The co-owner of the gas station was using a Shop-Vac to clear out water in an underground vault near three tanks used for storing gasoline. It is not clear if using this type of tool in such situations is standard. While sucking up water, electricity feeding into the vacuum or its motor sparked gasoline fumes, causing the explosion. Witnesses described seeing fireballs shooting out of the underground vault and into the air.

Can I hold a property owner responsible for my personal injury?

Suffering an injury on another person's property can be a difficult and confusing experience. In many cases, Pennsylvania property owners will try to subvert their own negligence by placing the blame on victims, claiming that they were irresponsible or careless. It is easy for those struggling to recover from a personal injury to feel intimidated by such tactics.

It is important to understand that property owners have a legal responsibility to maintain a safe environment on their properties. What qualifies as a safe environment might vary depending on the property and its use, but in general most people understand when an owner neglects to do his or her part. For instance, if someone fails to correct a loose stone in a walkway or display adequate signage concerning a wet floor, then they are likely responsible for any injuries that occur because of those situations.

Staying safe for the 2018 Roar on the Shore

Erie's proximity to one of the Great Lakes makes it a destination for people from all over Pennsylvania and beyond. Some people come to enjoy the beautiful beaches of Preque Isle State Park. Others enjoy the rides at Water World and Waldameer Park. There are plenty of other attractions and events that bring people to the area. One event that always brings in a lot of people is the annual Roar on the Shore.

Roar on the Shore is a week-long celebration of motorcycles that includes performances by live bands, a dozen different group rides and many more fun activities for motorcycle riders and enthusiasts. Every year, bikers celebrate Roar on the Shore during the third week of July. Sadly, people often end up getting hurt during this event. If you're planning on attending Roar on the Shore, be certain to protect yourself by following some simple safety rules.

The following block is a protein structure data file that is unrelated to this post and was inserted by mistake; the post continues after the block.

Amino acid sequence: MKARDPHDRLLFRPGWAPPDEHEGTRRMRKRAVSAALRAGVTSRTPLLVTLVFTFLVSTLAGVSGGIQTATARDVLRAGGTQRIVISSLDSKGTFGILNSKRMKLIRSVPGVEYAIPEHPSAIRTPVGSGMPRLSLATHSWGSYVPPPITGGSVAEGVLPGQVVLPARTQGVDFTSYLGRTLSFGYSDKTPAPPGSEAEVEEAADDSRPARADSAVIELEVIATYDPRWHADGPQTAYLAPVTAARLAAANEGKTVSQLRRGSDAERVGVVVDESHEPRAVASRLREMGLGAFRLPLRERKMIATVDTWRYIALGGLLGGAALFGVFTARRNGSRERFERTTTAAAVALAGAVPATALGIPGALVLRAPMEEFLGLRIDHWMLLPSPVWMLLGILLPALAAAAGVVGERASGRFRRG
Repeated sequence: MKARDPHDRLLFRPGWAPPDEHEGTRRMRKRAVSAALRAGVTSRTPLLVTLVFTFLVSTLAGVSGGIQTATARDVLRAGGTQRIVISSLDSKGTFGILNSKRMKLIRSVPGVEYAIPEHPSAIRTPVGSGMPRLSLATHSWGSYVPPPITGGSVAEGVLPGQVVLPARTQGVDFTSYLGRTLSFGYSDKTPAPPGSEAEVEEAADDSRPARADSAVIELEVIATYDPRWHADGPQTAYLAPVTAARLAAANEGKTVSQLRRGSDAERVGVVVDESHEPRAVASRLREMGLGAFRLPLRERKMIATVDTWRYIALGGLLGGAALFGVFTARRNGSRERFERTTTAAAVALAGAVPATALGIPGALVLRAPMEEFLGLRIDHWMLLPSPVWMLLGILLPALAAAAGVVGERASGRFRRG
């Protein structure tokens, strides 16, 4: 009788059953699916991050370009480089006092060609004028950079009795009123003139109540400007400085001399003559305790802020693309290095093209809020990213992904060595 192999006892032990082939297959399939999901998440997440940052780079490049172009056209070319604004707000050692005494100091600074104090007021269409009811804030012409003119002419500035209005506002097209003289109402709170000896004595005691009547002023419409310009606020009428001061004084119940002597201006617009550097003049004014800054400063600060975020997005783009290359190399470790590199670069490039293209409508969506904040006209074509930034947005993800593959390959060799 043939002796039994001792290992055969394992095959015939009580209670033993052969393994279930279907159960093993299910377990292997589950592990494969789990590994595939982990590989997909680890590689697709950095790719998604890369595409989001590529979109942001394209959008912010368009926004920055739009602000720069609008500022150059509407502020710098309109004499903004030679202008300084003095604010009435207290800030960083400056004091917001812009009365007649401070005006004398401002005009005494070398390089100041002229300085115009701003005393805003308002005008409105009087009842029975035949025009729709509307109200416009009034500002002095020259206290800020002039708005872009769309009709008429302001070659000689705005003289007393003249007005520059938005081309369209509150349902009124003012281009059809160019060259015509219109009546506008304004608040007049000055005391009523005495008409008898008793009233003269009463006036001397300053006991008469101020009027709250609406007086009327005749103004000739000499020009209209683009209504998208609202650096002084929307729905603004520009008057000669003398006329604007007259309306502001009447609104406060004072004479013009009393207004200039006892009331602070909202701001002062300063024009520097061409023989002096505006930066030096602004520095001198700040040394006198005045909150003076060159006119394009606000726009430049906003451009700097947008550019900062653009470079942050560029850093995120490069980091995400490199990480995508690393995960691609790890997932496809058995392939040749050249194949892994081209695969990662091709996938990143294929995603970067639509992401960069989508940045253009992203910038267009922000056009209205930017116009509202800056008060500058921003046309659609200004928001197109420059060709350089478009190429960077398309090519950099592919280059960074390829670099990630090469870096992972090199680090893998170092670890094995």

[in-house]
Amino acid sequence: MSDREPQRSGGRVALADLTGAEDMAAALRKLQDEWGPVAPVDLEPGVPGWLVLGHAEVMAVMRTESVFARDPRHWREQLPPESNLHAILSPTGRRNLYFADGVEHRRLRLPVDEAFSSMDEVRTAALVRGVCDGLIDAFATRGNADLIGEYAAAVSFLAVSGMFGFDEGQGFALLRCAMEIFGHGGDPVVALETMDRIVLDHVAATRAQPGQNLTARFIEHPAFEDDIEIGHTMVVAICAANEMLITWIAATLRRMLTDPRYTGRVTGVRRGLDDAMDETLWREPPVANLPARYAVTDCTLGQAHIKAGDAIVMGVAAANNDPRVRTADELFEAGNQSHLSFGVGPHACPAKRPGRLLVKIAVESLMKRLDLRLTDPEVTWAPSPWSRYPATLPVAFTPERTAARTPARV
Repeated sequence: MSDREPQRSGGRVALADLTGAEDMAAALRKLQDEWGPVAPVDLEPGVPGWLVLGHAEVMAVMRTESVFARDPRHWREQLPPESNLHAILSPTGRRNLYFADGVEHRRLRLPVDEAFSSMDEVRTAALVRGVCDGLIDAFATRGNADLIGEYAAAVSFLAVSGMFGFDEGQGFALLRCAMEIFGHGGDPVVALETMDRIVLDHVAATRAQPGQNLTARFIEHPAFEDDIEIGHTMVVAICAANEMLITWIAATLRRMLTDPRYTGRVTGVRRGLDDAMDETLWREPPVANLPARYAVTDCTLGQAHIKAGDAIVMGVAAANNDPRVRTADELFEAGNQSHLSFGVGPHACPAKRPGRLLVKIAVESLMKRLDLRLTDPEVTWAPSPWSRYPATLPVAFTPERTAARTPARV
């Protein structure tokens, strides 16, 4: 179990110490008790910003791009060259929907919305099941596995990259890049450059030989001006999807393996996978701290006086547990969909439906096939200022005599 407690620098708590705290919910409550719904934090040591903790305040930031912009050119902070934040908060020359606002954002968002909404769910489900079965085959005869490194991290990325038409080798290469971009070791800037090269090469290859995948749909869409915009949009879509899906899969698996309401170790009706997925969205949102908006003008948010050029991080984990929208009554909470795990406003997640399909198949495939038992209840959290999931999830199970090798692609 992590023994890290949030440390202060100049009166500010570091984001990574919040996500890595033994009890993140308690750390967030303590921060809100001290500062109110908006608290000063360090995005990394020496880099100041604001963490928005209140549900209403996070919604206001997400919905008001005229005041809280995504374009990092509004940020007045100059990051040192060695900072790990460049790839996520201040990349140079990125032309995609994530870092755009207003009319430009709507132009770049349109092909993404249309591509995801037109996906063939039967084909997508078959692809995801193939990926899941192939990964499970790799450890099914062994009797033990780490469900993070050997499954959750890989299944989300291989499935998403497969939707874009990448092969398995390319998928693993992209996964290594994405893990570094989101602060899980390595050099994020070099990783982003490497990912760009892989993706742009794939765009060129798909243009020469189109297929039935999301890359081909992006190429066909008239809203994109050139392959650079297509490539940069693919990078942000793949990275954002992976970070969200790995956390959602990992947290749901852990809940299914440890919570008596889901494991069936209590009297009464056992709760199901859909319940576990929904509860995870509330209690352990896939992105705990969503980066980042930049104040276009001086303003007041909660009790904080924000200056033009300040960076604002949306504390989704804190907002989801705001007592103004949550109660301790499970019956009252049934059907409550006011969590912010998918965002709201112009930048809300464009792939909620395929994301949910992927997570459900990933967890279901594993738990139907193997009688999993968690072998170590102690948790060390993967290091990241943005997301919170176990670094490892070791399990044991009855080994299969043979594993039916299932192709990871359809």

My BAC was higher than .08 -- is that a drunk driving felony?

Allegations of driving under the influence are no small matter, particularly when they involve serious accusations. In Pennsylvania, drunk driving charges are filed as one of three levels. Drivers may be charged with General Impairment, High BAC or Highest BAC. Each has its own requirements for charges, and punishments vary between each.

Drivers charged with General Impairment have a blood/alcohol content between .08 and .099 percent at the time of their arrest. Those with no prior offenses can expect to pay a fine of $300, serve six months of probation, attend highway safety school and potentially undergo alcohol-related treatment. Prior offenses will change the possible consequences. One prior offense could land someone behind jail for up to six months, while two may lead to two years of prison.

You don't need a "big injury" to get workers' compensation

Workplace injuries are no laughing matter, and each year an untold number of employees in Pennsylvania are hurt on the job. Most people think that workers' compensation only applies to so-called "big injuries" that are the result of serious accidents. While this might be the prevailing belief, the reality is that men and women who suffer any type of work-related injury qualify for compensation.

Determining whether an injury is work-related is usually straightforward, although there can be nuance. In general, if a person was carrying out a work task or engaged in activity related to one's employment when injured, then it was work-related. However, a person who was on break but injured in the place of employment can still seek compensation, as can someone who suffered injuries at an event sponsored by work, such as a holiday party.